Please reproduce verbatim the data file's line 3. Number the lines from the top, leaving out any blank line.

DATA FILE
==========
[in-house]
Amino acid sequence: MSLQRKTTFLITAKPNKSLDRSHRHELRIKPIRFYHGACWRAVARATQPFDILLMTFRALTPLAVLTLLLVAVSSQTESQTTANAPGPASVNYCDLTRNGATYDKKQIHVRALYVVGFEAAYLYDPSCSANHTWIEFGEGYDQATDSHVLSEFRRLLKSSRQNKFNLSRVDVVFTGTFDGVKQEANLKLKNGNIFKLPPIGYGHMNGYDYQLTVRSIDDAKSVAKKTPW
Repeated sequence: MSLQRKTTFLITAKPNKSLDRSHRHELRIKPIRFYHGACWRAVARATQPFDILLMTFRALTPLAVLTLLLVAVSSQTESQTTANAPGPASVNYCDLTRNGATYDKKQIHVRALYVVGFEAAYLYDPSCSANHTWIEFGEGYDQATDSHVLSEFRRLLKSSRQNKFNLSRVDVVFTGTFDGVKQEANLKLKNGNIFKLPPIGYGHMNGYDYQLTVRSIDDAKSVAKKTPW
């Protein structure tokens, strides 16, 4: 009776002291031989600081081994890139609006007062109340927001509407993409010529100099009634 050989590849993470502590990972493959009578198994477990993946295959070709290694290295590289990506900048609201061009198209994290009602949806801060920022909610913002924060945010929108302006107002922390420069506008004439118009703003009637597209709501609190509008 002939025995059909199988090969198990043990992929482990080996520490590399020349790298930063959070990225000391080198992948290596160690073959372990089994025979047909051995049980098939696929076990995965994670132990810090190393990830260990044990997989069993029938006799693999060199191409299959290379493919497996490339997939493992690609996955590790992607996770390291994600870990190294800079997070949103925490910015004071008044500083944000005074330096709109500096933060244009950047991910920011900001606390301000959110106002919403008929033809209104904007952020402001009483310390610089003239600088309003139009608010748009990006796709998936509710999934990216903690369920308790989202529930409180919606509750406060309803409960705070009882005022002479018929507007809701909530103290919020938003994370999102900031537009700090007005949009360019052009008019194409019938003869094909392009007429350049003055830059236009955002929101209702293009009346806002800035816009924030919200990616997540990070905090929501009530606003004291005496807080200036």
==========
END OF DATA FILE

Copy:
Repeated sequence: MSLQRKTTFLITAKPNKSLDRSHRHELRIKPIRFYHGACWRAVARATQPFDILLMTFRALTPLAVLTLLLVAVSSQTESQTTANAPGPASVNYCDLTRNGATYDKKQIHVRALYVVGFEAAYLYDPSCSANHTWIEFGEGYDQATDSHVLSEFRRLLKSSRQNKFNLSRVDVVFTGTFDGVKQEANLKLKNGNIFKLPPIGYGHMNGYDYQLTVRSIDDAKSVAKKTPW